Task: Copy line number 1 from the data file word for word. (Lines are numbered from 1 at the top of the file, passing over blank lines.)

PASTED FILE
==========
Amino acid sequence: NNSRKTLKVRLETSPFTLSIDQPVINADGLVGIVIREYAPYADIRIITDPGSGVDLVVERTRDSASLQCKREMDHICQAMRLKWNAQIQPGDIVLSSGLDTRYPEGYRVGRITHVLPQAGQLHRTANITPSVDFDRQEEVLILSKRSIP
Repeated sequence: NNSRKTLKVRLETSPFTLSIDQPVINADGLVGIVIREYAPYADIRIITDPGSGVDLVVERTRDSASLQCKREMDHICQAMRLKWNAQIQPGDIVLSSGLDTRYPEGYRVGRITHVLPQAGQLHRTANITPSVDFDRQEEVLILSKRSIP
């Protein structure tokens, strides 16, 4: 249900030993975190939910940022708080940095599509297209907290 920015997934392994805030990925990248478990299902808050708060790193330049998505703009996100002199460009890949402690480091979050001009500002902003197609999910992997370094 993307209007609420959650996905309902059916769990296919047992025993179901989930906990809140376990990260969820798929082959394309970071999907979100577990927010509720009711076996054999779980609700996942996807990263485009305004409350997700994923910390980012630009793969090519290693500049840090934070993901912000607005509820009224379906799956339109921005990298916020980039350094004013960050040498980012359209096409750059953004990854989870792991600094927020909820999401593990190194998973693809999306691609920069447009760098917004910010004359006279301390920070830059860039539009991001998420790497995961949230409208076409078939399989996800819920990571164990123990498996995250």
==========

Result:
Amino acid sequence: NNSRKTLKVRLETSPFTLSIDQPVINADGLVGIVIREYAPYADIRIITDPGSGVDLVVERTRDSASLQCKREMDHICQAMRLKWNAQIQPGDIVLSSGLDTRYPEGYRVGRITHVLPQAGQLHRTANITPSVDFDRQEEVLILSKRSIP